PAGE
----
Irish win 16 medals at transplant games

 

An Irish team of 16 transplant patients has returned from Sweden where they picked up a large number of medals in the European Heart and Lung Transplant Games in Växjö.

The tally of medals included six gold, seven silver and three bronze medals in a competition attended by teams from 23 European countries.

The Irish team of 14 men and two women included Sandra Johnson, a Co Kildare mother of three, who successfully appealed through this newspaper for a new heart in 2003, after part of the muscle in her own organ was destroyed by a virus.

Ms Johnson said the Irish athletes were "in a super fit condition" and had won medals in running, swimming and cycling events, among others.

Ms Johnson, who picked up two silver and one bronze medal in the swimming categories, said she trained three times a week at the Osprey Leisure Centre in Naas prior to the games.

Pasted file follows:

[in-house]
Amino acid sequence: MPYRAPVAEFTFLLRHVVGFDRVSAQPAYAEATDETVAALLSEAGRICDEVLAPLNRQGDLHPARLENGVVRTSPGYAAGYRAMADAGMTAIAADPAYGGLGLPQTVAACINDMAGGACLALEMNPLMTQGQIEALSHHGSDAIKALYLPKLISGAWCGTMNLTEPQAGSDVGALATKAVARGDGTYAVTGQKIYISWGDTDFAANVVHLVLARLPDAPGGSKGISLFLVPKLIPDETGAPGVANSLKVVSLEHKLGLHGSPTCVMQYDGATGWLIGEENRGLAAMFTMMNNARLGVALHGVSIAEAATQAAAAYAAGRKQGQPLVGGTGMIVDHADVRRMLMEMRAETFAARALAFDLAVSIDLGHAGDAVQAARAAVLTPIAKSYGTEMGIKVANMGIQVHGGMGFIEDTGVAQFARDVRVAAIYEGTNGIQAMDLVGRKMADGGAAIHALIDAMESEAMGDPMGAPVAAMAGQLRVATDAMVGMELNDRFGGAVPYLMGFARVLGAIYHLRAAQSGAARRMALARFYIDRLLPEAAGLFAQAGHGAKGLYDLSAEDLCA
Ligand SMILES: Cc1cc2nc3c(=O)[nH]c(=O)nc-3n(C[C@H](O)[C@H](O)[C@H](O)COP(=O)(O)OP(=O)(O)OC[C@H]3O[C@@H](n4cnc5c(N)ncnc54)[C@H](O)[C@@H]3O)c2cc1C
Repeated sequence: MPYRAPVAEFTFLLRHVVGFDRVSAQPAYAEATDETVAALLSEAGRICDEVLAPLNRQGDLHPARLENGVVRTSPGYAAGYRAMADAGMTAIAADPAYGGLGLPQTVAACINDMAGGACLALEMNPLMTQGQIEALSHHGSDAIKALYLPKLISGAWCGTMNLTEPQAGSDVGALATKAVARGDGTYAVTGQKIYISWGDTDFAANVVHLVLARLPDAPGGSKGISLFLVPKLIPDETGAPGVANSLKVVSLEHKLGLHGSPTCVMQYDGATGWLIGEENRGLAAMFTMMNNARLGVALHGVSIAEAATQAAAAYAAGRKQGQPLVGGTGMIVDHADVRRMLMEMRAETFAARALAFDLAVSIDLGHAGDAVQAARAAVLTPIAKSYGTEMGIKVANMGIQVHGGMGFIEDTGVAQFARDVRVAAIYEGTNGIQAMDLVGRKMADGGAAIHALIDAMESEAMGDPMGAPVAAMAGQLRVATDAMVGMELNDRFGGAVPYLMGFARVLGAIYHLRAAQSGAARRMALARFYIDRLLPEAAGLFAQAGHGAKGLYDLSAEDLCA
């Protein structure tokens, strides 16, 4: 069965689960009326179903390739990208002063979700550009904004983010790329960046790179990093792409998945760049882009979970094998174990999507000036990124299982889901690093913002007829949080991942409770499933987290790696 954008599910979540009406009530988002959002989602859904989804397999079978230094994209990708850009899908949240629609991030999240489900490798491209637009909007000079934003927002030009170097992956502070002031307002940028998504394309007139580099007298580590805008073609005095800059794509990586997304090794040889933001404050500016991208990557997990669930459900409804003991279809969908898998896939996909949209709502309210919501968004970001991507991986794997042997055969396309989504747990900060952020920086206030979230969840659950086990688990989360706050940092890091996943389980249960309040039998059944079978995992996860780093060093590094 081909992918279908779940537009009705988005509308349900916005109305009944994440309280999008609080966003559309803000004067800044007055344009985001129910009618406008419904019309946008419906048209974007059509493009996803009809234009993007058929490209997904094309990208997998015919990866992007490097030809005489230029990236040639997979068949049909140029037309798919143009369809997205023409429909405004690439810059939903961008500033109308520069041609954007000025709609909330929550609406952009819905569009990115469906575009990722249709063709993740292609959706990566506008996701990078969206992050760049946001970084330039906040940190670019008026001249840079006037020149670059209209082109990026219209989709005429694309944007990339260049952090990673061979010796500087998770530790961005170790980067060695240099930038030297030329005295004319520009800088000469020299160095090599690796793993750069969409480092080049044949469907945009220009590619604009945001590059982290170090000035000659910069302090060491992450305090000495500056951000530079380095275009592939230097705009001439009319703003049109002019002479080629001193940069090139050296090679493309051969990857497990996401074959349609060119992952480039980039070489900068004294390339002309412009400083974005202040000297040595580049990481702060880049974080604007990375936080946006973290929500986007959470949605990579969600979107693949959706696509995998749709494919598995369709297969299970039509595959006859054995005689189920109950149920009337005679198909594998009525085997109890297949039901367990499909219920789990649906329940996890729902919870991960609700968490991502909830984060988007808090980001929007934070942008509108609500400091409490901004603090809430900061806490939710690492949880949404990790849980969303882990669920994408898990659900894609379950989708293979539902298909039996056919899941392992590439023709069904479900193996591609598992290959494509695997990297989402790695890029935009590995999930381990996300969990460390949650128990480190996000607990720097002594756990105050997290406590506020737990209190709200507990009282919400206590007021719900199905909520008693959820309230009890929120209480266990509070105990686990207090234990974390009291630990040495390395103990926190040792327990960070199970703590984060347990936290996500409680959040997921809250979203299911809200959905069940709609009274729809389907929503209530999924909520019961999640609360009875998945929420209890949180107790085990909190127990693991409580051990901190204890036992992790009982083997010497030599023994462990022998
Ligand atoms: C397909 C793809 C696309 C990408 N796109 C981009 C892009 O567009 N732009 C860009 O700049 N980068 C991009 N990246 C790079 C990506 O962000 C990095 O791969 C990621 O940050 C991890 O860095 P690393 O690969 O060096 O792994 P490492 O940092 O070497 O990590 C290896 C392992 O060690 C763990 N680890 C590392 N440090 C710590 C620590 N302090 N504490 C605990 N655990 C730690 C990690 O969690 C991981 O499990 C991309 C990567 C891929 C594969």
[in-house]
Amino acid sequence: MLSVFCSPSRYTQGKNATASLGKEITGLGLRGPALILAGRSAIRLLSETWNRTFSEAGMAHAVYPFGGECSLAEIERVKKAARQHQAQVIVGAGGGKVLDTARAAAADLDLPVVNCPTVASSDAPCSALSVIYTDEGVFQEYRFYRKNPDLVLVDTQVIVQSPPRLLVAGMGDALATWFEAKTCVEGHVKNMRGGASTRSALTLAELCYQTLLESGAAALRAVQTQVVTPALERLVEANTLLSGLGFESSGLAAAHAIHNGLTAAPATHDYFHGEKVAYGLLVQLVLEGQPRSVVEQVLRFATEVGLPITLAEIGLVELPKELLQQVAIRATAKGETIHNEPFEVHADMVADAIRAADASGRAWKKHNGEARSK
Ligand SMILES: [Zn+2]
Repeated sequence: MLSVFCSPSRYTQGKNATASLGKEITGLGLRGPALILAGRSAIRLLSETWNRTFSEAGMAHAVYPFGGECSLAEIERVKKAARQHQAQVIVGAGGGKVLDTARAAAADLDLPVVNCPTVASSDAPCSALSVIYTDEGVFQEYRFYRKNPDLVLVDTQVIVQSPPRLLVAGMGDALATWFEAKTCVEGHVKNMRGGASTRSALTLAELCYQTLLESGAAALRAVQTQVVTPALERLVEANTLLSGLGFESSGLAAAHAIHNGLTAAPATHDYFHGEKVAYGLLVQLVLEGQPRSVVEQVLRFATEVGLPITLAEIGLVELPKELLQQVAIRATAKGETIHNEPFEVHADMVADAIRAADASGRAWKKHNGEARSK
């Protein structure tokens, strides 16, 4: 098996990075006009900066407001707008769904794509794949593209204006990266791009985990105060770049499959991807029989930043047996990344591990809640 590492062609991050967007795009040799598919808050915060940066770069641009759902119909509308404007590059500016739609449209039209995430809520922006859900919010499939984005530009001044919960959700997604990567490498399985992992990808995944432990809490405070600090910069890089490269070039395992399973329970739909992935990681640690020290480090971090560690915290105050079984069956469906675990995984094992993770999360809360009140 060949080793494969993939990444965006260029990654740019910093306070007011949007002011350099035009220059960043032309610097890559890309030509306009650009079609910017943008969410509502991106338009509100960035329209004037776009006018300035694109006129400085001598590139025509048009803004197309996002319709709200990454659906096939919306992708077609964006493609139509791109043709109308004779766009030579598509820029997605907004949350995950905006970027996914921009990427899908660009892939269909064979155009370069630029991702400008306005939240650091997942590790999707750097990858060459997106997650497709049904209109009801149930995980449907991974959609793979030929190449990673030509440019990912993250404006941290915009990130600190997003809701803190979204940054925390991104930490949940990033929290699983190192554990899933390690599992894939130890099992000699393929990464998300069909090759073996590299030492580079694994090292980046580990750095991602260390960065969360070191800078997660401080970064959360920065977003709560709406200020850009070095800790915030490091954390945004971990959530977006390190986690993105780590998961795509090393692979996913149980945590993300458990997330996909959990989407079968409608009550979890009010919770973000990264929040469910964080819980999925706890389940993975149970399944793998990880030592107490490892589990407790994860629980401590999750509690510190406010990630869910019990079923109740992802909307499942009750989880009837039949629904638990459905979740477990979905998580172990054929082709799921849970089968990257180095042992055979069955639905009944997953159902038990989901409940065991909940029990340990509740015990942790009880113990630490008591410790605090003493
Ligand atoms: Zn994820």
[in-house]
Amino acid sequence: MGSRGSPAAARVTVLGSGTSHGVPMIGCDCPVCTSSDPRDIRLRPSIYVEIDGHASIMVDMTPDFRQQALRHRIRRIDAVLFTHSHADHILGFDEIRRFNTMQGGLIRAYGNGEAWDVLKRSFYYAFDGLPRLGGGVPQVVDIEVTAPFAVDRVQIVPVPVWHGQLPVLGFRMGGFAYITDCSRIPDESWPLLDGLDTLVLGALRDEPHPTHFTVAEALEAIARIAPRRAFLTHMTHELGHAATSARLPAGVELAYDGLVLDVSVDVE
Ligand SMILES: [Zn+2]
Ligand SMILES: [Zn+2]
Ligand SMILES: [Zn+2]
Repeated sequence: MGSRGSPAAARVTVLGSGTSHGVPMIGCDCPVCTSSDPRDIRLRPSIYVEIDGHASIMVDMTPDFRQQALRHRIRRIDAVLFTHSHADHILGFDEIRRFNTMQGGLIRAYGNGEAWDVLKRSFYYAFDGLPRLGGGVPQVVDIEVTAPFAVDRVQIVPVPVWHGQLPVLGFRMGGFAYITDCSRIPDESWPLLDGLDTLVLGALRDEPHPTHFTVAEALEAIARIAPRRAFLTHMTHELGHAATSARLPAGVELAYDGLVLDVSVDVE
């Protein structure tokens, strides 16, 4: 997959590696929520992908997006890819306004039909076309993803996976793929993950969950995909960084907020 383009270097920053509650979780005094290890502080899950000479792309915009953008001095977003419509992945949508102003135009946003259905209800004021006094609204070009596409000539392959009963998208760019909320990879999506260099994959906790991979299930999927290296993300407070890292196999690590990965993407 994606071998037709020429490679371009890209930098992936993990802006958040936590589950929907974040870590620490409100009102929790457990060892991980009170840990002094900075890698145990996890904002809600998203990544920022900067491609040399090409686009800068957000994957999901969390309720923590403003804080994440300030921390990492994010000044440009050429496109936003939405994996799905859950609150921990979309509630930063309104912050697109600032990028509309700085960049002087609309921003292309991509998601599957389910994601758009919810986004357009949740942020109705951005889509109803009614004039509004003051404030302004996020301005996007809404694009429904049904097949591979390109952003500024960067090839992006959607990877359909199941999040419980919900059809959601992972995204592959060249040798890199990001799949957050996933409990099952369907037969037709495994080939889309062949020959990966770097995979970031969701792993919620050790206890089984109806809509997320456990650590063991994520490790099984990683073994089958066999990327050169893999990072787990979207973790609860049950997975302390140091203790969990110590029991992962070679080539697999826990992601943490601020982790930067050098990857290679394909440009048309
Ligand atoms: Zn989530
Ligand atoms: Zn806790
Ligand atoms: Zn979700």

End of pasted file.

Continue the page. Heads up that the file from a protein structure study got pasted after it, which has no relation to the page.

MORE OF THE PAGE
A well-know artist and an art teacher in the north Kildare area, she told The Irish Times she wanted to enter the competition to raise awareness of the importance of being an organ donor, but had never really expected the Irish team to do so well.

She said the array of medals "just shows the importance of being an organ donor" and recalled she had spent about a year prior to her transplant in intensive care in Dublin's Mater hospital. During that time she was attached to a machine which helped her damaged heart to function but could not survive independently.

"The medals that we won are dedicated to the donors and their families who gave us this chance, the success of the Irish team is dedicated to them," she said.

According to the Irish Heart and Lung Transplant Association, transplants are now a routine medical procedure. Recipients are living much longer and enjoying a good quality of life.

Eleven heart transplants were carried in the Republic's designated centre of excellence at the Mater in 2009, up from four in 2008. Lung transplants have also increased, while kidney transplants at Beaumont hospital in Dublin hit an all-time high at 172.